The article's all about tax shiftin' and carbon taxin' and cappin'n'tradin'. Lizzie spells out some details of the Green Party plan. So far, Dion's been stealin' GPC policy so if anyone wonders what the Liberals might come up with, the Green policy oughta offer a dang good clue.
It all makes sense, sez I. When Dion finally does unveil the Liberal tax-shift plan, I reckon it'll look a lot like what Lizzie's described.
The Simple Solution
"Pollution must have a price tag. It is currently too cheap to pollute and too expensive not to."
-Don Drummond, Chief Economist, TD Bank (March 7, 2007)
The debate on the various ways to put a price on carbon--a goal now endorsed by a wide range of think tanks and NGOs, from the National Round Table on Environment and Economy to the Canadian Council of Chief Executive Officers --needs to take place in a proper factual context.
A carbon tax is a policy response to two crises: higher energy prices brought on by declining reserves of conventional, accessible oil; and the gathering storm of climate instability. Before plunging into the rationale for carbon taxes, one thing needs to be clear: Doing nothing is not an option. Energy prices will continue to climb if we do nothing. And the ultimate costs of the climate crisis -- as estimated by Sir Nicholas Stern, former senior economist to the World Bank -- will be in the trillions. We are faced with nothing less than a catastrophic threat to our children's future.
In order to bring down greenhouse gases at anything like the rate recommend by the Intergovernmental Panel on Climate Change, we will need a wide array of programs and regulations. We will also need to harness the market to send a meaningful pricing signal to the economy. In this regard, the most popular mechanisms to harness the market are cap-and-trade and a carbon tax.
This need not be an either/or proposition. The Green party believes a cap-and-trade system -- of the type advocated by the NDP, for instance -- can help bring down emissions from the largest polluters. In particular, such an approach might be used in certain sectors -- allowing coal-fired electrical plants to trade carbon credits amongst one another, for instance, as the cap goes down on their collective emissions.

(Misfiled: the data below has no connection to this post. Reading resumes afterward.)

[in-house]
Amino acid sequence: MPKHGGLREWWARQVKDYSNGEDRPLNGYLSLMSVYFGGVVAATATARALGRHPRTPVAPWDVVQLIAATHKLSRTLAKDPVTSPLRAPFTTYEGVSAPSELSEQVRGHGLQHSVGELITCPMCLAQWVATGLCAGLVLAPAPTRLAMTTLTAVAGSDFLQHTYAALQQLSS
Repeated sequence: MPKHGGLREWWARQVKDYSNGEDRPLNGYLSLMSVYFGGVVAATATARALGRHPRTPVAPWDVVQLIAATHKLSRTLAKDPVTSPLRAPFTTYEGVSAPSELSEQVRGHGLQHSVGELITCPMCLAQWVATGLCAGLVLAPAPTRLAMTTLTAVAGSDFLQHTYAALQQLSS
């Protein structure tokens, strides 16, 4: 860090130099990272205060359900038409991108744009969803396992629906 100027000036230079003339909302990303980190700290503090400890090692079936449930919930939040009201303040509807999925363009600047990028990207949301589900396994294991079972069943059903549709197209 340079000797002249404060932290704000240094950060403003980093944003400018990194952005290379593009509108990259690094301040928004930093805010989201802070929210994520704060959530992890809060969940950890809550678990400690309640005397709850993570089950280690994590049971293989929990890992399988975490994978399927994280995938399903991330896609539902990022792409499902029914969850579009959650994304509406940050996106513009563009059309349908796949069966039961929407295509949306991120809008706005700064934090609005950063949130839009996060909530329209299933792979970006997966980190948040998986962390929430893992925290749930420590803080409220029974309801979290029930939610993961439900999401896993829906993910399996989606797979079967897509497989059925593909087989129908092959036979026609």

But to bring down emissions in the nation as a whole, and provide the fiscal flexibility needed to significantly reduce the tax burden and alleviate energy poverty, we also need a carbon tax.
A carbon tax has the advantage of minimal new bureaucracy. It can be implemented quickly, and most economists see it as the most effective approach. As The Economist magazine put it in a 2006 editorial: "Ideally, politicians would choose the more efficient carbon tax, which implies a relatively stable price that producers can build into their investment plans." In contrast, cap-and-trade has high transactional costs and a greater risk of fraud. It is likely best reserved for targeted sectors.
The essence of the Green party plan is the Green Tax Shift. We propose a tax of $50/tonne on carbon. This would be applied at the tar sands and at the pumps. Our carbon tax would bring in $40-billion to the federal treasury every year -- thereby allowing significant decreases in income and payroll taxes, as well as income-splitting within families.
The funds also would allow us to raise the minimum level at which our lowest-earning taxpayers start paying income tax, as well as increasing income supports to seniors and the poor. Any carbon-reduction plan also needs to exhibit regional sensitivity, for the benefit of rural Canadians who are reliant on fossil fuels as we also want to buffer effects for those who use fossil fuels to earn a living, like farmers and fishers.
It is nonsense to claim that consumers can be shielded from price increases under either cap-and-trade or a carbon tax. But the benefit of the tax shift I advocate is that cuts to income taxes and payroll taxes will reduce the pain of rising fuel prices. In fact, most Canadians will be better off. They will also make sensible decisions, such as getting a more fuel-efficient vehicle or a home energy audit.
Such a plan must evolve. Over time, a carbon tax would have to rise as the amount of carbon being used shrinks. Eventually, over decades, with carbon virtually eliminated, another tax shift will be needed.
As noted recently in these pages, some Canadians are skeptical that a government would ever keep the carbon tax revenue-neutral by returning the newly levied funds to the taxpayer. One advantage of the Green party approach is that, with the generation of $40-billion in new revenue, no government could get away with failing to use such an enormous cash influx to improve Canada's economy.
Overall, our Green Tax Shift is all about cutting taxes while cutting greenhouse gases.